Discover more stories about Mitacs — and the game-changing innovations driven by students and postdocs.
Industrial and academic labs are saving time and money these days, thanks to Adam Metherel’s innovation.
Metherel, a 32-year-old post-doctoral fellow at the University of Waterloo, is receiving an award this week to recognize his work on an innovation that improved the time-consuming and tedious process of measuring fatty acids and cholesterol in food and tissue samples.
Metherel, who developed the new process in conjunction with Certo Labs Inc. in Waterloo, is the recipient of the Mitacs and NRC-IRAP (National Research Council-Industrial Research Assistance Program) Award for Commercialization.
It is given for an outstanding idea that has been or will soon be commercialized. Certo Labs turned the innovation into kits that are sold to laboratories in Canada and Argentina.
The kits are used to measure fatty acids, such as healthy omega-3 or harmful trans fats, for food labelling and other uses. Researchers need to know, for example, the fatty acid content in lab animal diets.
Metherel is one of five national award winners chosen from the Mitacs programs that bring industries in need of solutions together with university researchers. The programs are part of a “new paradigm” for making commercialization happen, said Arvind Gupta, chief executive of Mitacs.
Certo Labs needed to improve fatty acid and cholesterol analysis, so Metherel started working on that project while doing his PhD in kinesiology at the University of Waterloo.
“It wasn’t something that was directly related to my thesis work, but it turned into a side project,” he said.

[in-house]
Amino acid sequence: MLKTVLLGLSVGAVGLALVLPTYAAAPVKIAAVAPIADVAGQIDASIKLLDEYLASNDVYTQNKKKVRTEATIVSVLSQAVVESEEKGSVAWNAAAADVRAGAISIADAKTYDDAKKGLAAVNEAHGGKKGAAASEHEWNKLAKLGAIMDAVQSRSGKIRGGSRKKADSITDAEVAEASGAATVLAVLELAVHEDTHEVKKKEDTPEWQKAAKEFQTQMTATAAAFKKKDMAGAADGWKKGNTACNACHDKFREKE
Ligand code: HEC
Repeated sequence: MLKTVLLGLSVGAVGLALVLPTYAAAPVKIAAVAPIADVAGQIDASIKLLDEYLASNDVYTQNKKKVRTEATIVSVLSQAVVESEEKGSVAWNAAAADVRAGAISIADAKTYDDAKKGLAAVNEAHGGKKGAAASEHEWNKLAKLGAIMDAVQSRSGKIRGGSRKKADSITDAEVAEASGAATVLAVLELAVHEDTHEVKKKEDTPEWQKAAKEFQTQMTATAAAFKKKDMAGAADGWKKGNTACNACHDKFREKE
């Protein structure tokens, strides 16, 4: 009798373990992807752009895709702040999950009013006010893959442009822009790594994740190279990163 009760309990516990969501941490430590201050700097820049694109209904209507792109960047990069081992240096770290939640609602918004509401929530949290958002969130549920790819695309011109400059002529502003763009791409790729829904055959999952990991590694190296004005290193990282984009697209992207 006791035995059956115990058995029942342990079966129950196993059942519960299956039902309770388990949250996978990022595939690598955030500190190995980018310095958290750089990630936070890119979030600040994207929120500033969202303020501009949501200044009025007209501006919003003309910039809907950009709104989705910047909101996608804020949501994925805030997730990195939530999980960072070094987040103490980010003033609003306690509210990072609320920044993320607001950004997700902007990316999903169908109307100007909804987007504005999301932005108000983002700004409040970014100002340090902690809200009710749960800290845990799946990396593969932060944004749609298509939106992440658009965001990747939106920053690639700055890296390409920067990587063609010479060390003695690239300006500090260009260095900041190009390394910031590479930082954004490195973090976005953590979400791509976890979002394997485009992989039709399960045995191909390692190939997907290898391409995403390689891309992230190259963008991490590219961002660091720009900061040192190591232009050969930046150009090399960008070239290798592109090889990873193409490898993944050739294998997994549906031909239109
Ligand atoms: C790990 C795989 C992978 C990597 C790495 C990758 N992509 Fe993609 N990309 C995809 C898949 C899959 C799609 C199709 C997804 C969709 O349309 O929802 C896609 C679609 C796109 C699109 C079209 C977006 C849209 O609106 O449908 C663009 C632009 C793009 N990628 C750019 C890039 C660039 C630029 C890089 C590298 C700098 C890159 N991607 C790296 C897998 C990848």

The conventional method is tedious and time consuming, Metherel said. It involves manual pipetting, as well as putting samples through a centrifuge to separate the contents. The innovation involves a special filter attached to a syringe, turning it into a one-step process.
Just doing away with manual pipetting can save a lab about minute or minute and a half per sample, Metherel said. If a lab is doing 40 samples, that alone will save almost an hour of time. The system works well, he added.
“For all of our comparisons so far we have seen no difference between the standard method and our method. In most cases, we are actually getting more consistency.”
Metherel worked on the system under the supervision of University of Waterloo professor Ken Stark.
He said he is “honoured” to receive the award, which comes with $500 in prize money.
“It’s pretty nice to see a finalized project from years of research turned into something that is actually available commercially,” he said.
Metherel is continuing his research at UW to apply the technology to other substances, such as measuring pesticides and broad-spectrum antibiotics.
“When you are talking about extracting an analyte from tissue or food, it is usually a relatively tedious process,” said Metherel.
Gupta said most people think of innovation in terms of software or drug development, but this is an example of an innovation that improves productivity. “We look at innovation more broadly, not just narrow sectors,” he said.